This is how we can transform Mexico and our world: one day at a time; one family at a time; one step at a time. Not everyone will be the president or a labour leader; we are not all called to do great things, but, as Mother Teresa said, small things, daily, with great love. That is not one way to change the world; it is the only way.

Come back tomorrow to find out what Pope Francis had to say about Marriage and family.

Photo credit: Pope Francis makes the sign of the cross as he prays before the original image of Our Lady of Guadalupe after celebrating Mass in the Basilica of Our Lady of Guadalupe in Mexico City Feb. 13. The Marian image was rotated for the pope to pray in the “camarin” (“little room”) behind the main altar. (CNS photo/Paul Haring)


Every week, Deacon Pedro takes a particular topic apart, not so much to explore or explain the subject to its fullness, but rather to provide insights that will deepen our understanding of the subject. And don’t worry, at the end of the day he always puts the pieces back together. There are no limits to deaconstructing: Write to him and ask any questions about the faith or Church teaching:pedro@saltandlighttv.org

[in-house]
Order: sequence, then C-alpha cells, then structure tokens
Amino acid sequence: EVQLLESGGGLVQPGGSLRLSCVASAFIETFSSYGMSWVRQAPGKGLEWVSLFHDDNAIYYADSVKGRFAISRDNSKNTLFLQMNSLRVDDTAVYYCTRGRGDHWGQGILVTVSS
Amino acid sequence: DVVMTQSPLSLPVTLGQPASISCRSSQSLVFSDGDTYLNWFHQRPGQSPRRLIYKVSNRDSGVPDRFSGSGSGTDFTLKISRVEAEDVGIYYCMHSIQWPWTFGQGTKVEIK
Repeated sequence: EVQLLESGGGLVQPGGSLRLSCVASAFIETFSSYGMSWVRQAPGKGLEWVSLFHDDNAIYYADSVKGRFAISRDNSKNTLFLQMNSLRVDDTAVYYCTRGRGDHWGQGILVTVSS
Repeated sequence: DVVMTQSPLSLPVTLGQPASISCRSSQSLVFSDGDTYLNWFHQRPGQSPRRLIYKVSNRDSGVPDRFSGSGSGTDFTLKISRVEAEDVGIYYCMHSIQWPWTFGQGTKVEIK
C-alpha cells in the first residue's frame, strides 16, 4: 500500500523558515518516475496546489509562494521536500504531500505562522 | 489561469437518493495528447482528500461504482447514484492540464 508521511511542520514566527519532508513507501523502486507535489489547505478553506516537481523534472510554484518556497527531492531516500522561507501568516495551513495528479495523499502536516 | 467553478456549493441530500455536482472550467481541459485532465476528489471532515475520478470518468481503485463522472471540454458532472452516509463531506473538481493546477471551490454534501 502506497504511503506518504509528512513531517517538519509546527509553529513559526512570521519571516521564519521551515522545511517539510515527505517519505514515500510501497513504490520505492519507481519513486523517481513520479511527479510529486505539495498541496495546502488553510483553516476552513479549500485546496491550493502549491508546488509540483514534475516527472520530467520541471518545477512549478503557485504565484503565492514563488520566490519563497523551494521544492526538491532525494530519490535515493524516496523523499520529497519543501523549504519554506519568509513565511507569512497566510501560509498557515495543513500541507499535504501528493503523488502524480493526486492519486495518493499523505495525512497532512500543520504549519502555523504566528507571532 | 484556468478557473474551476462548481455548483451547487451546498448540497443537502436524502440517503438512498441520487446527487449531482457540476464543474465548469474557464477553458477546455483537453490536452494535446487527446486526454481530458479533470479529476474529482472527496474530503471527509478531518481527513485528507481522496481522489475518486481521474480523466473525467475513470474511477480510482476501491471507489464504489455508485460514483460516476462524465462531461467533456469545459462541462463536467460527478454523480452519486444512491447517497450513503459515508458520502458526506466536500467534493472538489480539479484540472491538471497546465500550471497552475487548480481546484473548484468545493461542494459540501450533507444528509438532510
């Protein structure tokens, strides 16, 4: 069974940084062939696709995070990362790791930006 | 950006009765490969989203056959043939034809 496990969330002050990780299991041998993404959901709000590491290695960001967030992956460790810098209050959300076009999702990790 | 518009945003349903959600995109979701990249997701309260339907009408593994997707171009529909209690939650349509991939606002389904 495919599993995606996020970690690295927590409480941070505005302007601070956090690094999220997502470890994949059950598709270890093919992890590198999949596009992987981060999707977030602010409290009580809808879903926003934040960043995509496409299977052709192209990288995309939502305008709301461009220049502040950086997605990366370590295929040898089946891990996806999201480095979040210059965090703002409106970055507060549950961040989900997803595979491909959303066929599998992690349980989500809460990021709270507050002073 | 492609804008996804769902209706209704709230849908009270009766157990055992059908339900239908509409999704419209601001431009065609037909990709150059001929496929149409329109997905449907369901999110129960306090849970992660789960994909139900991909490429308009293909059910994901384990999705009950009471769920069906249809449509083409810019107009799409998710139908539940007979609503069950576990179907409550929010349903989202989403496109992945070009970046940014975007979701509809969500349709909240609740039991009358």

Deacon-structing Mexico – part 1

Pope Francis went to Mexico, he said, as a “missionary of mercy and of peace but also as a son who wishes to pay homage to his mother, the Blessed Virgin of Guadalupe, and place himself under her watchful care” (Meeting with Authorities at National Palace in Mexico City, Feb. 13, 2016) and that he did. His message – not just what he said, but more so, where he went, who he met with and what he did – was constantly one that reminded us of God’s mercy. He did not stay very long in Mexico City, but went to the peripheries – 5 different locations in 5 days – and made a point to spend time with the young, the old, families, indigenous people, labour leaders, those living in impoverished and drug and crime-ridden neighbourhoods, and those in prison. He spoke about corruption and about the dignity of work; he spoke about throwaway attitudes and wealth; he spoke about dreams and hope. His last words before he left were, “Thanks to Our Lord for having granted me this visit to Mexico, which always surprises, for Mexico is a surprise!” (Farewell Address in Juarez, Feb. 17, 2016)In many ways, this was a typical Francis apostolic visit, but there were some surprises.